Training Trainers on Gender Responsive Pedagogy

Since 1975, the United Nations has celebrated International Women's Day on 8 March. The United Nations webpage describes it as a day celebrated in many countries around the world when women are recognized for their achievements without regard to divisions, whether national, ethnic, linguistic, cultural, economic or political.

The achievement of Sustainable Development Goals (SDGs) requires transformative shifts, integrated approaches and new solutions, particularly when it comes to advancing gender equality and the empowerment of all women and girls. Gender equality is a global priority for UNESCO and inextricably linked to its efforts to promote the right to education and support the achievement of the SDGs. Through the Education 2030 Framework for Action, SDG 4 aims to ‘Ensure inclusive and equitable quality education and promote lifelong learning opportunities for all’ and SDG 5 to ‘Achieve gender equality and empower all women and girls’. The Education 2030 Agenda recognizes that gender equality requires an approach that ‘ensures that girls and boys, women and men not only gain access to and complete education cycles, but are empowered equally in and through education’.

The theme for International Women’s Day (IWD) 2019 is “Think equal, build smart, innovate for change”. Through the theme, IWD 2019 will look to industry leaders, game-changing start-ups, social entrepreneurs, gender equality activists and women innovators to examine the ways in which innovation can remove barriers and accelerate progress for gender equality, encourage investment in gender-responsive social systems, and build services and infrastructure that meet the needs of women and girls.

Teachers play a pivotal role in setting norms and nurturing the next generation of learners. When they have the training and support to create a gender responsive classroom, teachers are eager to do so. Gender responsive pedagogy (GRP) refers to teaching and learning processes that pay attention to the specific learning needs of girls and boys. These can be identified by assessing the challenges and gaps in skills and knowledge for both genders.

Gender bias amongst teachers in many African countries remains prevalent and is a significant barrier to achieving gender equality. Without proper training and “unlearning” of gender-biased beliefs and behaviors, teachers will continue to apply teaching methods that do not address the specific needs of boys and girls, draw upon gender-insensitive materials and reinforce gender stereotypes. UNESCO IICBA, FAWE and UNICEF held a training of trainers (TOT) on a GRP Toolkit they developed together, with Creative Action Institute (CAI), in 2018 (based on FAWE’s 2005 GRP Toolkit) for 42 participants from 9 countries from 25 February to 1 March 2019 in Lilongwe, Malawi. Participants included teacher educators from 20 different teacher training institutes (TTIs) and experts on teacher education from the Ministries of Education of Ethiopia, Uganda, Zambia, Rwanda, Kenya, Tanzania, Malawi, Ghana and Liberia along with representatives from UNESCO and UNICEF field offices, the UNICEF Regional Office for Eastern and Southern Africa, and the FAWE Regional Office and chapter offices. IICBA was represented by Ms. Eyerusalem Azmeraw, Project Officer and Ms. Indriyati Rodjan, Indonesian Seconded Expert.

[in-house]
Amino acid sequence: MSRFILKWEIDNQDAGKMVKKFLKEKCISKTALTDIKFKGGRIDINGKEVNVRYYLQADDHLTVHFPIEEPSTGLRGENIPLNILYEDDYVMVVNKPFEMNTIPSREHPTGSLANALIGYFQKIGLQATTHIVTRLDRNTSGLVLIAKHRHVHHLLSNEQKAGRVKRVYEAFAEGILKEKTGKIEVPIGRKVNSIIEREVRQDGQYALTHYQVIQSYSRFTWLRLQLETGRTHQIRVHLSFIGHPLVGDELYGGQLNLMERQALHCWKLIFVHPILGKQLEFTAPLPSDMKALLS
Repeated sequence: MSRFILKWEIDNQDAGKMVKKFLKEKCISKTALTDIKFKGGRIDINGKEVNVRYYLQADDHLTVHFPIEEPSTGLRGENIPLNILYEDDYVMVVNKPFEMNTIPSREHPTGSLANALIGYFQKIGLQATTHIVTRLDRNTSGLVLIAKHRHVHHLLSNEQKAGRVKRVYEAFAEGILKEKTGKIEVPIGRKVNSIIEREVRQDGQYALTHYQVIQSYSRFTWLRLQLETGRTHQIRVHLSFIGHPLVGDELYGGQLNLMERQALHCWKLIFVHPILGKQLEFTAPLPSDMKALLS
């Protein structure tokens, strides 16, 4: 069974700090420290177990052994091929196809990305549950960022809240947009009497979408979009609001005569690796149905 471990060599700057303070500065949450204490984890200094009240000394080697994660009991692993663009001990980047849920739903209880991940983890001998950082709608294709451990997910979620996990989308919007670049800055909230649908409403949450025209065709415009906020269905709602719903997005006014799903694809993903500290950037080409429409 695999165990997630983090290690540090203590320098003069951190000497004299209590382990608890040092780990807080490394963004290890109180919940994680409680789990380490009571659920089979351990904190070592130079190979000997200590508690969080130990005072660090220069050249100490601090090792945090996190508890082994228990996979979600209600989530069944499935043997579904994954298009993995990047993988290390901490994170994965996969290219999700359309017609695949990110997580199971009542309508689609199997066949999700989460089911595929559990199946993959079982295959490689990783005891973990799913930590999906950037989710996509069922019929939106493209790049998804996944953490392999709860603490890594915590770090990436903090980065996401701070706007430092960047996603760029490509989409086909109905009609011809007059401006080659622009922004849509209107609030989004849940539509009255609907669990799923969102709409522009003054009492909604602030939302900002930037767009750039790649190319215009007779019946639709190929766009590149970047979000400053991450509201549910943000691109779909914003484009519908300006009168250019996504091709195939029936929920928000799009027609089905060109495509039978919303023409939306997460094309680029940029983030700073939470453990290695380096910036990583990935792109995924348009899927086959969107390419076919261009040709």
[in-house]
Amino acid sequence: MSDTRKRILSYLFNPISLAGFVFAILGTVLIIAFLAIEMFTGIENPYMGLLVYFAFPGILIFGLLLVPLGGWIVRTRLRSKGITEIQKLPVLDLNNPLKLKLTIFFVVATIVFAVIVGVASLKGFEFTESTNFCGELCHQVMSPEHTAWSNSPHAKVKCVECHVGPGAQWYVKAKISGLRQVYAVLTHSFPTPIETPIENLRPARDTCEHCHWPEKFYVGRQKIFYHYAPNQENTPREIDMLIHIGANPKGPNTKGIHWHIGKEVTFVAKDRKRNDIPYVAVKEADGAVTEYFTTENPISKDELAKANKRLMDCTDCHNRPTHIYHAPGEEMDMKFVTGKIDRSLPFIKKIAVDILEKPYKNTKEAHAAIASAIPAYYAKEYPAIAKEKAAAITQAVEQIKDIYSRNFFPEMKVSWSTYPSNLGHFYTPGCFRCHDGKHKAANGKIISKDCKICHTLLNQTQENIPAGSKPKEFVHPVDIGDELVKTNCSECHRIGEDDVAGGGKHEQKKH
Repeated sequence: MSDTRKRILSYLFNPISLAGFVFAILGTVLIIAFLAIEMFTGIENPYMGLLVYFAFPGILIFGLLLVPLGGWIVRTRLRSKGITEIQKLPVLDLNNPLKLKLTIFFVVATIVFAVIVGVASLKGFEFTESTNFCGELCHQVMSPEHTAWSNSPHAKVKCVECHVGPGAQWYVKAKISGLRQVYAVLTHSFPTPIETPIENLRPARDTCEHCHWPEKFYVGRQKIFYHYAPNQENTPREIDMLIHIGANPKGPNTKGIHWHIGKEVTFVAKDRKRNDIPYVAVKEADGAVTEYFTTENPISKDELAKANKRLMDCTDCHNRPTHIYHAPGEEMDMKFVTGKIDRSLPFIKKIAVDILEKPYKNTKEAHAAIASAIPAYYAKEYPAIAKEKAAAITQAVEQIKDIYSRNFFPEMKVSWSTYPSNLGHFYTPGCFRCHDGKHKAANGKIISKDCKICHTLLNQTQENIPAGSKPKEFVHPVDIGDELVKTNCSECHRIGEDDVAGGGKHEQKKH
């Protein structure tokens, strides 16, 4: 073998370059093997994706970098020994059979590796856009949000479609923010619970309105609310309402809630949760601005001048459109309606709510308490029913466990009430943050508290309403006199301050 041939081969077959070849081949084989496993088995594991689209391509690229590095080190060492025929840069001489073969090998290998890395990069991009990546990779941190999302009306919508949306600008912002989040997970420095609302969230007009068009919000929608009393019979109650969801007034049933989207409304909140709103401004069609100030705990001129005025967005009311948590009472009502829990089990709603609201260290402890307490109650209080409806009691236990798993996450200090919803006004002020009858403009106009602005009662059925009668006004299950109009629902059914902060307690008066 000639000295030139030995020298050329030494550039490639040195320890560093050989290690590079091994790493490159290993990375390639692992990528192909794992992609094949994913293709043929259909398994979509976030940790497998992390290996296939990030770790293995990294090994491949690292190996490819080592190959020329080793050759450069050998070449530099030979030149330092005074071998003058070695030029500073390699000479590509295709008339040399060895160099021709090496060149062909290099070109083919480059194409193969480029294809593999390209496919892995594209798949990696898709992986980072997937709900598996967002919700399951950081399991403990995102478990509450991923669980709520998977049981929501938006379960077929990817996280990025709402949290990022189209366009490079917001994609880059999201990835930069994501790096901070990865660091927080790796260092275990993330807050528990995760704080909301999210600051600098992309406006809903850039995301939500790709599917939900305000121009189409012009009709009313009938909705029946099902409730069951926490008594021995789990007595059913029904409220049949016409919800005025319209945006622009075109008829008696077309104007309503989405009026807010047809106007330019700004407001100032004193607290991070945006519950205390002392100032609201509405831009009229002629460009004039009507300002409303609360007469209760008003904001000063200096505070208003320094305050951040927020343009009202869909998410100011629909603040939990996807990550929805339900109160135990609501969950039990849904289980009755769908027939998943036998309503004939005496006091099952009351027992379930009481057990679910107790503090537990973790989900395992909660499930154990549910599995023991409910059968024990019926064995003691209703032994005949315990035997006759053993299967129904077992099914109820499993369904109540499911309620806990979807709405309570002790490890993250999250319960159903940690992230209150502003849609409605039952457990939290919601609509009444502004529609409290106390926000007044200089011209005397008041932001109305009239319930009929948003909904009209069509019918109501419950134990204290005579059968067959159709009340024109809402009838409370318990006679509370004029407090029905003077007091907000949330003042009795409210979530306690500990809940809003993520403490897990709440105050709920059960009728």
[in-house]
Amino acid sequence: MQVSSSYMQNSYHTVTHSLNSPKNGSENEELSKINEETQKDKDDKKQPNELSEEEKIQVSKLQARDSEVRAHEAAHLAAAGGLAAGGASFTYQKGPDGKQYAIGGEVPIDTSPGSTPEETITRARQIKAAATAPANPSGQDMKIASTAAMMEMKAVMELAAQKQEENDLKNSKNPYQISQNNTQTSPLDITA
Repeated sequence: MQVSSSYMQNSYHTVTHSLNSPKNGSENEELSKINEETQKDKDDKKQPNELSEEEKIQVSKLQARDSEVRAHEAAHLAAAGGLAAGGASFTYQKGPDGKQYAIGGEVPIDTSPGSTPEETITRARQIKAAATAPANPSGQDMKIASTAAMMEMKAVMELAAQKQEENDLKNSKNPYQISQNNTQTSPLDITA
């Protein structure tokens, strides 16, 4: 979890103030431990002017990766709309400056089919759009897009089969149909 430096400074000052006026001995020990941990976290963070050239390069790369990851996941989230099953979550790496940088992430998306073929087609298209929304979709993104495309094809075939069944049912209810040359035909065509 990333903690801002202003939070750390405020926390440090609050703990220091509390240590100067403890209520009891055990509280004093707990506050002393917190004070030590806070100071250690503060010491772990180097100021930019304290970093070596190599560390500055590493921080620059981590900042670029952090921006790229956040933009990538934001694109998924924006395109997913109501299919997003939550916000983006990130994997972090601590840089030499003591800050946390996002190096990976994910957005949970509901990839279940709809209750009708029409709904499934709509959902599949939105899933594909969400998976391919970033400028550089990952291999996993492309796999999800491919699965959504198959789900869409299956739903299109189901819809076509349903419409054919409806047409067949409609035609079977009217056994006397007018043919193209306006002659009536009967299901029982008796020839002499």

The purpose of the TOT was to develop the capacities of education stakeholders on the effective utilization of the Toolkit. The GRP Toolkit has two primary aims: (i) to enhance the capacities of teacher educators and teachers in creating inclusive learning environments/classrooms and (ii) to enhance leadership and management skills of school administrators and educators to create and maintain gender-responsive and safe school environments. 

The training was officially opened by Mr. Justin Saidi, the Secretary for Education, Science and Technology at the Ministry of Education Science and Technology of Malawi. In the training, through the facilitation of the CAI team, the participants were guided to improve their understanding of GRP. They learned how to apply learner-centred pedagogy for gender responsiveness that can help learners to nurture gender responsive awareness through education and promotes their critical thinking skills and competences. 

The participants engaged in fruitful discussions and practicum in exploring how to use the GRP Toolkit at the school level and within TTIs as well as to identify priority areas of intervention, key implementation challenges and good practices to overcome obstacles in mainstreaming GRP.

During the workshop, participants from each country developed country work plans to enhance the capacities of teachers, teacher educators and TTIs in their respective country to mainstream GRP. IICBA, UNICEF and FAWE will develop a joint plan on how to support each country’s work plan.